Anticancer Mechanism #4: Improving Nanoparticle Delivery

The final way in which losartan is believed to have anticancer effects is by helping to improve the delivery of therapeutic nanoparticles via inhibition of collagen synthesis [17]. Nanoparticles are an emerging therapy option for cancer treatments. However, they pose a challenge for certain cancers, as nanoparticles often cannot penetrate fibrotic tumors [18].


Losartan can enhance the ability of nanoparticles to enter cancer cells by preventing collagen from binding to the tumor. Since collagen helps the tumor grow, losartan can interfere by blocking collagen from occupying tumor entry points, thus allowing the passing of nanoparticles to enter the cancerous cells and elicit its anticancer response [19].

Evidence For Losartan in Multiple Cancers

In this section, we’ll highlight some of the evidence behind the anticancer effects of losartan.

Colorectal cancer

In patients with colorectal cancer, the RAS pathway is upregulated (overactive) and tends not to respond as well to chemotherapy, leading to worse outcomes. A 2021 study assessed how losartan combined with chemotherapy affects colorectal cancer cells. This study found that losartan stopped cell growth and prevented the cancer cell from moving on to its next life cycle stage. In this study, losartan also reduced tumor growth and even caused tumor cell death. Losartan was able to encourage the body’s immune system to fight off cancer cells, diminishing metastases and reducing harmful effects on the body’s blood vessels [20].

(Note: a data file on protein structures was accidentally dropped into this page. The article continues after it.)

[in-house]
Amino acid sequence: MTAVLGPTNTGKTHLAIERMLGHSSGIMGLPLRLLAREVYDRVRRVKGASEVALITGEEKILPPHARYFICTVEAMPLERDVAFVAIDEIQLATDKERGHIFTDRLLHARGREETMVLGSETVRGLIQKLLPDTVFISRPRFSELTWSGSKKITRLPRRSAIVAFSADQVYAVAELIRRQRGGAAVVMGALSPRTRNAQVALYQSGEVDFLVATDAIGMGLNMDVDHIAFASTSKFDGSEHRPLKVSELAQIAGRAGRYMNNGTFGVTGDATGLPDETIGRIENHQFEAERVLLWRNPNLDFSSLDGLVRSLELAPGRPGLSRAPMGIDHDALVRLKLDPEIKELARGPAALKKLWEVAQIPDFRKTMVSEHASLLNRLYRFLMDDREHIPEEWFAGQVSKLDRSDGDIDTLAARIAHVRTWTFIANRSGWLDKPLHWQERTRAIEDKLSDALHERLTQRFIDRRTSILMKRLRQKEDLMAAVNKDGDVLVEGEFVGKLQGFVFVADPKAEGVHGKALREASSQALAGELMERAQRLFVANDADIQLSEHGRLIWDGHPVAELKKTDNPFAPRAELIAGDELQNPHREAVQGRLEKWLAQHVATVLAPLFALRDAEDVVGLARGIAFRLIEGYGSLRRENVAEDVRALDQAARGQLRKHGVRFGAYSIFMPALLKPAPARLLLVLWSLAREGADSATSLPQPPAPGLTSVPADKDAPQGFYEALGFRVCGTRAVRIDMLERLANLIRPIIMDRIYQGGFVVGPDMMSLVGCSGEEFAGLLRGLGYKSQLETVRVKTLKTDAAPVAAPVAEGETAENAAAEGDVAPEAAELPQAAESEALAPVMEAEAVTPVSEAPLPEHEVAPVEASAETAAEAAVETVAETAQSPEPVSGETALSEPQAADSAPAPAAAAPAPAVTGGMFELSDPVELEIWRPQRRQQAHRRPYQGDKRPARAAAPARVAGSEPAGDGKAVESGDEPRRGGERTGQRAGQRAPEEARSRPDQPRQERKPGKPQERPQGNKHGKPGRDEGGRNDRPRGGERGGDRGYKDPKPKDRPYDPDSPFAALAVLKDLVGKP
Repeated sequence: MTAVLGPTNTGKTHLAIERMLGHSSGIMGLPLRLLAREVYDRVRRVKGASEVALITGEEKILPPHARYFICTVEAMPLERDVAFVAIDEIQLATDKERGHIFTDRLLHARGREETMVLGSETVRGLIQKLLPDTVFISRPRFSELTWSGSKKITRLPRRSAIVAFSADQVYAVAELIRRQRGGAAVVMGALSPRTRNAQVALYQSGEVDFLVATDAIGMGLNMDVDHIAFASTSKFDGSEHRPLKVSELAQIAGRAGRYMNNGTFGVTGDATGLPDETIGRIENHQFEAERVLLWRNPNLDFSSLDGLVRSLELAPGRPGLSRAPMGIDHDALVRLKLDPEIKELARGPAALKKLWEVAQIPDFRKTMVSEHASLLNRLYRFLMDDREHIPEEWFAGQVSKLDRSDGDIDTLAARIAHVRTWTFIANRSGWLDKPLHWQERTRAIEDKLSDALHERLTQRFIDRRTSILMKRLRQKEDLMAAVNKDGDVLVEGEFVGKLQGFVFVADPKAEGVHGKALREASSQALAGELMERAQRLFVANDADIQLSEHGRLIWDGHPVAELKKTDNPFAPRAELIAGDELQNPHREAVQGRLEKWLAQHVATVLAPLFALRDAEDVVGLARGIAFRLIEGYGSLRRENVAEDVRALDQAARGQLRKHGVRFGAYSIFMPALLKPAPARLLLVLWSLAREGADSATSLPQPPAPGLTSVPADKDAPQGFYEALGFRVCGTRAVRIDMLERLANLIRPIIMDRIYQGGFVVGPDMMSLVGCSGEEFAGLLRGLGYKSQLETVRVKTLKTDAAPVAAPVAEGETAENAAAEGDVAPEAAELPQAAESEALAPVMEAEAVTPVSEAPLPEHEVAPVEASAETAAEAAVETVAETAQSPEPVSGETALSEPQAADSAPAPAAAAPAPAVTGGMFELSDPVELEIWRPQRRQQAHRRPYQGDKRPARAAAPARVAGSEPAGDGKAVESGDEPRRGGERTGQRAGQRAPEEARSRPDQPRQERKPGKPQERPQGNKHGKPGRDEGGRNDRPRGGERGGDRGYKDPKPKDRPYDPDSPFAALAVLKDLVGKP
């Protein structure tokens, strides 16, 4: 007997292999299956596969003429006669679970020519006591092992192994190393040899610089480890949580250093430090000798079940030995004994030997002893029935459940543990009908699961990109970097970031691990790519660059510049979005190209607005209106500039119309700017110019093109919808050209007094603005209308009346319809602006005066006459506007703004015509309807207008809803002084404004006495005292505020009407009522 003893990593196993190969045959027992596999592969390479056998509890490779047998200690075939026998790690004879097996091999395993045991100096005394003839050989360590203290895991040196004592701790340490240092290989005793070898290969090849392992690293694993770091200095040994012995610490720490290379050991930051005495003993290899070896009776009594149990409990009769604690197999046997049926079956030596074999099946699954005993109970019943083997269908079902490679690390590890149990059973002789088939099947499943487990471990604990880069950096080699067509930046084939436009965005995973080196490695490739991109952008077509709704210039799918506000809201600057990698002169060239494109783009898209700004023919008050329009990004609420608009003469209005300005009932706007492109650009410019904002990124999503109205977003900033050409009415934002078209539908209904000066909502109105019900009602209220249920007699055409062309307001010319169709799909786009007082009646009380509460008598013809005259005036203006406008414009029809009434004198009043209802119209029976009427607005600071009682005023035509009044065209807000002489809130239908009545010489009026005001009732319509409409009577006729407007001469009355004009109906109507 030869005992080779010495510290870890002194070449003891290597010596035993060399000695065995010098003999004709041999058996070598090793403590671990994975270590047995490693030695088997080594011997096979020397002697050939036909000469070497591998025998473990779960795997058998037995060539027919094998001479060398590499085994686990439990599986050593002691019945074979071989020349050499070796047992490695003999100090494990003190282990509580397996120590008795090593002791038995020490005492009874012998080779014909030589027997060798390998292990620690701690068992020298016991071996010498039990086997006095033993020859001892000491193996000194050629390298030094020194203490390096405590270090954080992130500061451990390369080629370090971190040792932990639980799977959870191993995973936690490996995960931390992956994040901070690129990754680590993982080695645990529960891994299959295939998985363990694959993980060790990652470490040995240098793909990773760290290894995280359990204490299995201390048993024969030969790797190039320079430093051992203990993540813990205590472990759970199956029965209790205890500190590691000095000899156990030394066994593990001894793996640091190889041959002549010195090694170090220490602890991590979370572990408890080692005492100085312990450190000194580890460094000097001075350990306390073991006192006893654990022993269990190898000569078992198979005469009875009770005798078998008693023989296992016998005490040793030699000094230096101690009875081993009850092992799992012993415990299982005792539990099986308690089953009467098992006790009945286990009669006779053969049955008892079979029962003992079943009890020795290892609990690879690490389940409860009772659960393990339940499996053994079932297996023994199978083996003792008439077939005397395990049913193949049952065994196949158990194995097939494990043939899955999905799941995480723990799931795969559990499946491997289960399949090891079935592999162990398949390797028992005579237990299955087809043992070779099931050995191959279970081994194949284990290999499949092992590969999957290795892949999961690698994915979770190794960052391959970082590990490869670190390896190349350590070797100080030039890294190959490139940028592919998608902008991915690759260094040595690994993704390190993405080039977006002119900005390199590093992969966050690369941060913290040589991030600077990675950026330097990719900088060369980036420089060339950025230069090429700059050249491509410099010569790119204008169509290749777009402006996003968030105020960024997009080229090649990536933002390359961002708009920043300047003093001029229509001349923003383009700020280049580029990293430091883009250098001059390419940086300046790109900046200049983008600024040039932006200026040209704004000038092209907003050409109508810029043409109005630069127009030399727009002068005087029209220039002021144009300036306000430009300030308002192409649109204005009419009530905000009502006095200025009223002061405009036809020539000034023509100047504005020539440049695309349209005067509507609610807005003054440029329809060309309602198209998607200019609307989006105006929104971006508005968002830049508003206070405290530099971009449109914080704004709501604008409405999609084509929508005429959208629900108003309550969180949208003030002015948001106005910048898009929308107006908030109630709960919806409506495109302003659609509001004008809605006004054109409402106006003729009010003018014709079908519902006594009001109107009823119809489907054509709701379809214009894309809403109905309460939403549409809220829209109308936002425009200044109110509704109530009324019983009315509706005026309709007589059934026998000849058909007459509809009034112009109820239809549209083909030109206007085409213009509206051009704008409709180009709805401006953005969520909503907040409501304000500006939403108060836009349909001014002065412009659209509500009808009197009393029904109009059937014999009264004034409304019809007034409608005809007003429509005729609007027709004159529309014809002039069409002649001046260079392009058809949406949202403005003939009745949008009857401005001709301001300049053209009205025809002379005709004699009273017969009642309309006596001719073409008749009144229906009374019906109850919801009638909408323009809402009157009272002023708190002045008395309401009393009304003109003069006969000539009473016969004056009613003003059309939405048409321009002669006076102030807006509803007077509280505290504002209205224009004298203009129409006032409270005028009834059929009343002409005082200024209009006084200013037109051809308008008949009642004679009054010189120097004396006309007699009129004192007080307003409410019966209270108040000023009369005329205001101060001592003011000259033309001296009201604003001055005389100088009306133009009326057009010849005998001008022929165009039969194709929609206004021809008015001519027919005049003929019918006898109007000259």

Breast cancer

Losartan has also been studied in triple-negative breast cancer, a type of breast cancer that does not respond as easily to chemotherapy as other types. A study administered losartan alongside nano-chemotherapy to assess if this was a viable treatment. The results showed that losartan enhanced the ability of nano-chemotherapy to enter cancer cells and enhance anticancer tumor destruction, also reducing tumor spread [21].

Ovarian cancer